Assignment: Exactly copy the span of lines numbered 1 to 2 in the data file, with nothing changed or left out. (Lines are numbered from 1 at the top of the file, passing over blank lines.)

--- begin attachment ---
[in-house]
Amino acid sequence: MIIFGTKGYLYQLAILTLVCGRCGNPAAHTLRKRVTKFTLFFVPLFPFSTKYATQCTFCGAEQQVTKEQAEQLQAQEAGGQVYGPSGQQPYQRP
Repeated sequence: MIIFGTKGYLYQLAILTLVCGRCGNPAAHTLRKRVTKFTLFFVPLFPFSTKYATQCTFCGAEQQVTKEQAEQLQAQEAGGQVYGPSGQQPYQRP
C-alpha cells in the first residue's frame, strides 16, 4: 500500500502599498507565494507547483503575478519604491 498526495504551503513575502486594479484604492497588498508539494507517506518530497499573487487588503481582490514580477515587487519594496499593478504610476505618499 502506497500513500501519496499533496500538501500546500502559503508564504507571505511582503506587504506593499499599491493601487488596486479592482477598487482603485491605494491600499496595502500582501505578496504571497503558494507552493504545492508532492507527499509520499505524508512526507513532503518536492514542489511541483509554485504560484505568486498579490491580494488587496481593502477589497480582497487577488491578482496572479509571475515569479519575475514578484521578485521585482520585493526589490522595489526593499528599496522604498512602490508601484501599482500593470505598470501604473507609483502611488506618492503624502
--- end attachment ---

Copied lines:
[in-house]
Amino acid sequence: MIIFGTKGYLYQLAILTLVCGRCGNPAAHTLRKRVTKFTLFFVPLFPFSTKYATQCTFCGAEQQVTKEQAEQLQAQEAGGQVYGPSGQQPYQRP